Describing the relationship with one’s cat in human terms might reflect an underlying anthropomorphic view of the relationship which might be associated with an owner’s behavior towards their cat and the cat’s living environment. Owners self-categorized the relationship with their cat as either a ‘member of the family’, ‘as a child’, ‘best friend’, or ‘a pet animal’. The extent to which owner-and cat-related factors influence these four relationship descriptions are examined in survey data of approximately 1800 cat owners. Differences in outdoor access, care during absence of the owner, and access to the bedroom are examined between the four relationship perceptions. The owner’s age and household composition, ideas about their cat’s equality, support, and dependency, and whether their cat is a pedigree were significantly associated with relationship description and explained 46% of the variance. Owners who perceive their cat as a child or best friend see their cat as loyal, empathetic, equal to family, and dependent on them for love and care. Their cats are less often left in the care of others, are allowed more often in the bedroom and have less often (unrestricted) outdoor access. Moreover, cats perceived as children are more likely to live in a multi-cat household. Our results provide insight in the factors that are related to different (anthropomorphic) perceptions of the human–cat relationship and how perceptions relate to the living environment of cats.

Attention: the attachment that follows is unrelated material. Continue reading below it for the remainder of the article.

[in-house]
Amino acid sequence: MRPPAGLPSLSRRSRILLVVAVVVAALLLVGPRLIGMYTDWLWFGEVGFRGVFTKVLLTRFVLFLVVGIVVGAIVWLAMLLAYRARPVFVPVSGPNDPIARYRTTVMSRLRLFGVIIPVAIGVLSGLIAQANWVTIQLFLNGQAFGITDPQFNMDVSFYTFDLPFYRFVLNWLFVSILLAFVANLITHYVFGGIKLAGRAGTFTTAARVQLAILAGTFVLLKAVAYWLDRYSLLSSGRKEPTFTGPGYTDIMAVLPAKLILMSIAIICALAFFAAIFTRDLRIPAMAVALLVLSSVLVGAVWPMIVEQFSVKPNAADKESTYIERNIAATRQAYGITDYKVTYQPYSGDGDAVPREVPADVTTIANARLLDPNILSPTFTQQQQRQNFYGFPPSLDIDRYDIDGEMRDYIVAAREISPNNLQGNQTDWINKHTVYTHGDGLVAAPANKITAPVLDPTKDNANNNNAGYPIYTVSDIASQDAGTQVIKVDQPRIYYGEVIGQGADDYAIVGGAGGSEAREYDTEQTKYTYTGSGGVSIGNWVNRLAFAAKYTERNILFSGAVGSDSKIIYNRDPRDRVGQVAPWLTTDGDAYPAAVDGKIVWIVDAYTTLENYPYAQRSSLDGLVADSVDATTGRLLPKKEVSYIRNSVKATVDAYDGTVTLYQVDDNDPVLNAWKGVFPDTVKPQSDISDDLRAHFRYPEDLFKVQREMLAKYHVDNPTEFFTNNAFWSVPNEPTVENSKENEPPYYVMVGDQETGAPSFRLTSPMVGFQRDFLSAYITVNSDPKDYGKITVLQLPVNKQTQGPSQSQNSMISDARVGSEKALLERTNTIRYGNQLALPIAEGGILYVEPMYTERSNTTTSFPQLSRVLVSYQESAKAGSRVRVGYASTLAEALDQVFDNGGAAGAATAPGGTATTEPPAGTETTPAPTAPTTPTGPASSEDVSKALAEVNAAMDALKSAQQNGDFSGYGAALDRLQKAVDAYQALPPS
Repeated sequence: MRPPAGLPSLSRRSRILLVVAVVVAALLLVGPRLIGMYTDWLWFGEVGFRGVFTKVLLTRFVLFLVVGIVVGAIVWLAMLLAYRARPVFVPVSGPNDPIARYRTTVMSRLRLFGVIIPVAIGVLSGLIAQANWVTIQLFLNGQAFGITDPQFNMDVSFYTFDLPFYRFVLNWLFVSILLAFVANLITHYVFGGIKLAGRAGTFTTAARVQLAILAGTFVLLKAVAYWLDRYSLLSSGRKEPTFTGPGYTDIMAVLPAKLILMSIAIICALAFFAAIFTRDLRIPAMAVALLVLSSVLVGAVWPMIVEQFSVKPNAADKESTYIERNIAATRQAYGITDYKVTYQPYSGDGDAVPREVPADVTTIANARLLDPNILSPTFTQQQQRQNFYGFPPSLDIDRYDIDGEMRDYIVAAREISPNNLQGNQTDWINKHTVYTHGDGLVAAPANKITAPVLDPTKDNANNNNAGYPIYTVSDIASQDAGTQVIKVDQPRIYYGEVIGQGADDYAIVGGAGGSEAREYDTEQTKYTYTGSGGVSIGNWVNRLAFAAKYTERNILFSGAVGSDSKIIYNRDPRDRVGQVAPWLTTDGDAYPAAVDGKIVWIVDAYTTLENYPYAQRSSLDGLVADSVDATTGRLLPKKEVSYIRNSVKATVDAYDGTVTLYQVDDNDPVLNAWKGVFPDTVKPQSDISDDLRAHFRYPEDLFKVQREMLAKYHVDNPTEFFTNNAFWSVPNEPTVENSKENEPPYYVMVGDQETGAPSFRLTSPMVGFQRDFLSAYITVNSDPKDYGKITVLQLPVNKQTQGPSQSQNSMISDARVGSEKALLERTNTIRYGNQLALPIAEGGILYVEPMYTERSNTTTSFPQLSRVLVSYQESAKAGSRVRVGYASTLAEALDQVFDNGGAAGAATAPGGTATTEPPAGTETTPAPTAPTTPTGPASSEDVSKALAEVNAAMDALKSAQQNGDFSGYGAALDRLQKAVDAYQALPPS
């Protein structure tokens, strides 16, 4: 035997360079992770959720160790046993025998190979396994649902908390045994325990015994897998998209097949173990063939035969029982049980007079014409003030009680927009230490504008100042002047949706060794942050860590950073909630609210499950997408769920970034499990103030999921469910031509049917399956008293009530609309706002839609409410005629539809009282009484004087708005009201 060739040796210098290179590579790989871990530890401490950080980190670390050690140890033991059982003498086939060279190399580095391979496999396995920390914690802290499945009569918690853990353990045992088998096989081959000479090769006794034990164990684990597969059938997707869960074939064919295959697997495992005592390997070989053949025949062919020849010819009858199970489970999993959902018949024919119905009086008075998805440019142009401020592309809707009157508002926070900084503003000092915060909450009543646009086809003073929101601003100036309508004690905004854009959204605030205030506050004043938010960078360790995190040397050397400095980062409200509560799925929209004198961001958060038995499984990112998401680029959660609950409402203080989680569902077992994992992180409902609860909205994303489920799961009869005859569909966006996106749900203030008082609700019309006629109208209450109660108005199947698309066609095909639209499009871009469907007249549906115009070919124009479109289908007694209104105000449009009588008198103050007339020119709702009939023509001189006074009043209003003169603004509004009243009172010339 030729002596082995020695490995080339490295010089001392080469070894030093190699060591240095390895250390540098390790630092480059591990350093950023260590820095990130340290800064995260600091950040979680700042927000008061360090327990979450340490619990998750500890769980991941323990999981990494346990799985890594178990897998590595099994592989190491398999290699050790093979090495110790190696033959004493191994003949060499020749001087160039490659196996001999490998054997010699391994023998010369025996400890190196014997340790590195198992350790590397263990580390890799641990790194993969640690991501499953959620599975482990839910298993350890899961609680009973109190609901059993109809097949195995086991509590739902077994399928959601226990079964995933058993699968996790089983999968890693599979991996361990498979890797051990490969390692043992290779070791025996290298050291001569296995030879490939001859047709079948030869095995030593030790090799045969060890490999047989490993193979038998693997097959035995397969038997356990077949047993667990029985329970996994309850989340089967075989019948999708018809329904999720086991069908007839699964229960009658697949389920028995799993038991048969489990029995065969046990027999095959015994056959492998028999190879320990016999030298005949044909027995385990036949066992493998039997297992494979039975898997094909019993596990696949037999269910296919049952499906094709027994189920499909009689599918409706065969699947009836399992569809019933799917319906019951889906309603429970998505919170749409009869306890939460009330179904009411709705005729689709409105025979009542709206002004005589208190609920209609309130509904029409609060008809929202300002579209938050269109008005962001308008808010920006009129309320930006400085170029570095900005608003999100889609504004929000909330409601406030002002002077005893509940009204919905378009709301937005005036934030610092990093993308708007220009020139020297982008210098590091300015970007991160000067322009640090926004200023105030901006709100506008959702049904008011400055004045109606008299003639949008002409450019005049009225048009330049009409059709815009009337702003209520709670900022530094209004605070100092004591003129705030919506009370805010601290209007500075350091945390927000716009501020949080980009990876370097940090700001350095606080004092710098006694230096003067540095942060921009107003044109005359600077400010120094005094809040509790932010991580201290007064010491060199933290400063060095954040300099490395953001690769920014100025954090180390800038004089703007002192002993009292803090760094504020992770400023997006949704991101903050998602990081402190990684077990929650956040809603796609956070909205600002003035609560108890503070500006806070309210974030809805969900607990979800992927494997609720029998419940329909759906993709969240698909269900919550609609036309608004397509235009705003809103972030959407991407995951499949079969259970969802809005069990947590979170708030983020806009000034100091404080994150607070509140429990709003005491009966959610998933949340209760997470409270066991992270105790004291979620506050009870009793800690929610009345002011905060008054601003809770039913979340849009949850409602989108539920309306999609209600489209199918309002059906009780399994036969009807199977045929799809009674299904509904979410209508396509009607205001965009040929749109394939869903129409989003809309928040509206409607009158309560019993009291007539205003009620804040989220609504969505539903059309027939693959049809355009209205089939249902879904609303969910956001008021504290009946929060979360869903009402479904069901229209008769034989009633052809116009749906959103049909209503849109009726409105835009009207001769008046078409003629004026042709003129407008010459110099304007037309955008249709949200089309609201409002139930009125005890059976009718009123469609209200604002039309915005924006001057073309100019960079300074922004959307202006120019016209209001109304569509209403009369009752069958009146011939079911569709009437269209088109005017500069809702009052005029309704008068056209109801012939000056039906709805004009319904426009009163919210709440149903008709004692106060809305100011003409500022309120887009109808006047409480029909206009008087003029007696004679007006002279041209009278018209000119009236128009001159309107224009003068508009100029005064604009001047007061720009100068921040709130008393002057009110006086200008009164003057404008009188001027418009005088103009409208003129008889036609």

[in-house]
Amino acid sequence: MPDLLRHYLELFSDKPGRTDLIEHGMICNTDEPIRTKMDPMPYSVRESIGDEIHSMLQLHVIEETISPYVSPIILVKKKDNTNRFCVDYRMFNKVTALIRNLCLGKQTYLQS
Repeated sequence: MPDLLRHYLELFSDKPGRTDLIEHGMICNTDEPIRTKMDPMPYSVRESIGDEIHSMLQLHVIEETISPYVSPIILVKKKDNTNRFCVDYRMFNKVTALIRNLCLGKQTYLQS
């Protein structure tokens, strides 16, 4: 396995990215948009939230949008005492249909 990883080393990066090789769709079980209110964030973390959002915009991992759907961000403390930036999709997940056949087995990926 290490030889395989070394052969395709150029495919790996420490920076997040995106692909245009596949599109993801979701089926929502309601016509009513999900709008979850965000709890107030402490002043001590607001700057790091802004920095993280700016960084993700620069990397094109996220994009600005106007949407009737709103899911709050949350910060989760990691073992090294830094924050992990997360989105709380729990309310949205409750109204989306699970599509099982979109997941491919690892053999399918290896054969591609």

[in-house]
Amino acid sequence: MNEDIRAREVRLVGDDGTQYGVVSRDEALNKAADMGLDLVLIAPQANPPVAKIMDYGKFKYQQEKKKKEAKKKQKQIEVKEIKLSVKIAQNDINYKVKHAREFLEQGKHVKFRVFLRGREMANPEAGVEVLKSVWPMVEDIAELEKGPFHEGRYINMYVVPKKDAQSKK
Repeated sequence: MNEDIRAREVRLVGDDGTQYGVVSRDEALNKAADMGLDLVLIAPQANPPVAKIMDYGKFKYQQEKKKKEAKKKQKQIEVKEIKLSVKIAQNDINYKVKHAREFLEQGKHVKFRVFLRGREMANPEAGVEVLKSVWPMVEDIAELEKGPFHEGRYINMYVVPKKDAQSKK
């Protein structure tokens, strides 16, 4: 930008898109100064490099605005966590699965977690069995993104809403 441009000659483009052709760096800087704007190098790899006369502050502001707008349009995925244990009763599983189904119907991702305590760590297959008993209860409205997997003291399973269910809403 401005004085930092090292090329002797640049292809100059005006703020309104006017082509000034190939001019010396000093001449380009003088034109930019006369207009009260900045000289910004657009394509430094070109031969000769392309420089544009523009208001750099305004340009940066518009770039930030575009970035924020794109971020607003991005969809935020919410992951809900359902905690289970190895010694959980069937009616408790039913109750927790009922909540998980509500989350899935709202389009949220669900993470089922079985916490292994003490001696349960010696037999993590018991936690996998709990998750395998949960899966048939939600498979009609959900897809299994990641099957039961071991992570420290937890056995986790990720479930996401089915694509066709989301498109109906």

|Number of pages||18|
|Journal||International Journal of Environmental Research and Public Health|
|Publication status||Published - Jan-2022|
- Cat welfare
- Domestic cats
- Human–animal bond